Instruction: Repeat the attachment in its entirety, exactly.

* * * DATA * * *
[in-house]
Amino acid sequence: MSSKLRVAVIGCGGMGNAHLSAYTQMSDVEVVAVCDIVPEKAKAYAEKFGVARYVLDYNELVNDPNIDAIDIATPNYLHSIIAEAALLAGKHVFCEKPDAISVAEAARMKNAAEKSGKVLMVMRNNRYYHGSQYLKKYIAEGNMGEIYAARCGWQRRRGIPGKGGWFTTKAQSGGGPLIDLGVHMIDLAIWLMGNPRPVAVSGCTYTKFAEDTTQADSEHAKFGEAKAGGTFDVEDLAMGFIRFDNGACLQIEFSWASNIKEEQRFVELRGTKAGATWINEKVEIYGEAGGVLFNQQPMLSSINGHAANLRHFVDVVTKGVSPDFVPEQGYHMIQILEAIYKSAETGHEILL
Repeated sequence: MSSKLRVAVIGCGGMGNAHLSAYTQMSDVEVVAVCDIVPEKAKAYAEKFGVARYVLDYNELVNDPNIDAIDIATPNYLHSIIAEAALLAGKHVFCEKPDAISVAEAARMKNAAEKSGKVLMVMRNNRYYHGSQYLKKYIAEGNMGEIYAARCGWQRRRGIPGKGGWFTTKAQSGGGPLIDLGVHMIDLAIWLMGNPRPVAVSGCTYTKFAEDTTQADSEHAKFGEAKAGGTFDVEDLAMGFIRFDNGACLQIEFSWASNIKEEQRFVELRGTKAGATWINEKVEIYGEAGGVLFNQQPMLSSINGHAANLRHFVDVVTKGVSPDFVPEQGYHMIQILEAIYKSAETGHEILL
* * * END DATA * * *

[in-house]
Amino acid sequence: MSSKLRVAVIGCGGMGNAHLSAYTQMSDVEVVAVCDIVPEKAKAYAEKFGVARYVLDYNELVNDPNIDAIDIATPNYLHSIIAEAALLAGKHVFCEKPDAISVAEAARMKNAAEKSGKVLMVMRNNRYYHGSQYLKKYIAEGNMGEIYAARCGWQRRRGIPGKGGWFTTKAQSGGGPLIDLGVHMIDLAIWLMGNPRPVAVSGCTYTKFAEDTTQADSEHAKFGEAKAGGTFDVEDLAMGFIRFDNGACLQIEFSWASNIKEEQRFVELRGTKAGATWINEKVEIYGEAGGVLFNQQPMLSSINGHAANLRHFVDVVTKGVSPDFVPEQGYHMIQILEAIYKSAETGHEILL
Repeated sequence: MSSKLRVAVIGCGGMGNAHLSAYTQMSDVEVVAVCDIVPEKAKAYAEKFGVARYVLDYNELVNDPNIDAIDIATPNYLHSIIAEAALLAGKHVFCEKPDAISVAEAARMKNAAEKSGKVLMVMRNNRYYHGSQYLKKYIAEGNMGEIYAARCGWQRRRGIPGKGGWFTTKAQSGGGPLIDLGVHMIDLAIWLMGNPRPVAVSGCTYTKFAEDTTQADSEHAKFGEAKAGGTFDVEDLAMGFIRFDNGACLQIEFSWASNIKEEQRFVELRGTKAGATWINEKVEIYGEAGGVLFNQQPMLSSINGHAANLRHFVDVVTKGVSPDFVPEQGYHMIQILEAIYKSAETGHEILL